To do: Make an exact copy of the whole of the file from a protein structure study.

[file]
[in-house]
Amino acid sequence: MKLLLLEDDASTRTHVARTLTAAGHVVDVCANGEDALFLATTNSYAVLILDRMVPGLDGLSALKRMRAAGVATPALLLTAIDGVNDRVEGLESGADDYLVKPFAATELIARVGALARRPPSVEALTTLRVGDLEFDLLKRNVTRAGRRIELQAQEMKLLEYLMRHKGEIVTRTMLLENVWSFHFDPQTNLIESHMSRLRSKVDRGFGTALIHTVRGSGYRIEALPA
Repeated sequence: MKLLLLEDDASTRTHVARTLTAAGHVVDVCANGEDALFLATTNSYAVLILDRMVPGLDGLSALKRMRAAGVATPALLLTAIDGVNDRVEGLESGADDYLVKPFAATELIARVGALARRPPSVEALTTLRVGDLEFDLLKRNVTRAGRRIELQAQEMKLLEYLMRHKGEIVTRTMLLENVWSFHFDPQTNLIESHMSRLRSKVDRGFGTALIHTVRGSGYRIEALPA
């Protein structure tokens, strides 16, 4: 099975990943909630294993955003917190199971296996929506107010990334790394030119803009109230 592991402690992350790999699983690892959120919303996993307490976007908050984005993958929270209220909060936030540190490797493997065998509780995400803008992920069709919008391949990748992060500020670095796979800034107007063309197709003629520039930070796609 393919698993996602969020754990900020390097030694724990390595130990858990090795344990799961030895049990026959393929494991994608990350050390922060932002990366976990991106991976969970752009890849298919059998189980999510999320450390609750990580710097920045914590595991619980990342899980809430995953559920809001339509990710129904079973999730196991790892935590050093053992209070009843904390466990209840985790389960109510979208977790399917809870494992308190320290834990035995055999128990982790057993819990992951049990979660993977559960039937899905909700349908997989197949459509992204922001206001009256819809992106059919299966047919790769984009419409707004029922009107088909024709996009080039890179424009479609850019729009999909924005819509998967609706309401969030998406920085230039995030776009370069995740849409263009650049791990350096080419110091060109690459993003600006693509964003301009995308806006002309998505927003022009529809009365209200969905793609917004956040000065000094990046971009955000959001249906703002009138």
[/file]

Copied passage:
[in-house]
Amino acid sequence: MKLLLLEDDASTRTHVARTLTAAGHVVDVCANGEDALFLATTNSYAVLILDRMVPGLDGLSALKRMRAAGVATPALLLTAIDGVNDRVEGLESGADDYLVKPFAATELIARVGALARRPPSVEALTTLRVGDLEFDLLKRNVTRAGRRIELQAQEMKLLEYLMRHKGEIVTRTMLLENVWSFHFDPQTNLIESHMSRLRSKVDRGFGTALIHTVRGSGYRIEALPA
Repeated sequence: MKLLLLEDDASTRTHVARTLTAAGHVVDVCANGEDALFLATTNSYAVLILDRMVPGLDGLSALKRMRAAGVATPALLLTAIDGVNDRVEGLESGADDYLVKPFAATELIARVGALARRPPSVEALTTLRVGDLEFDLLKRNVTRAGRRIELQAQEMKLLEYLMRHKGEIVTRTMLLENVWSFHFDPQTNLIESHMSRLRSKVDRGFGTALIHTVRGSGYRIEALPA
């Protein structure tokens, strides 16, 4: 099975990943909630294993955003917190199971296996929506107010990334790394030119803009109230 592991402690992350790999699983690892959120919303996993307490976007908050984005993958929270209220909060936030540190490797493997065998509780995400803008992920069709919008391949990748992060500020670095796979800034107007063309197709003629520039930070796609 393919698993996602969020754990900020390097030694724990390595130990858990090795344990799961030895049990026959393929494991994608990350050390922060932002990366976990991106991976969970752009890849298919059998189980999510999320450390609750990580710097920045914590595991619980990342899980809430995953559920809001339509990710129904079973999730196991790892935590050093053992209070009843904390466990209840985790389960109510979208977790399917809870494992308190320290834990035995055999128990982790057993819990992951049990979660993977559960039937899905909700349908997989197949459509992204922001206001009256819809992106059919299966047919790769984009419409707004029922009107088909024709996009080039890179424009479609850019729009999909924005819509998967609706309401969030998406920085230039995030776009370069995740849409263009650049791990350096080419110091060109690459993003600006693509964003301009995308806006002309998505927003022009529809009365209200969905793609917004956040000065000094990046971009955000959001249906703002009138």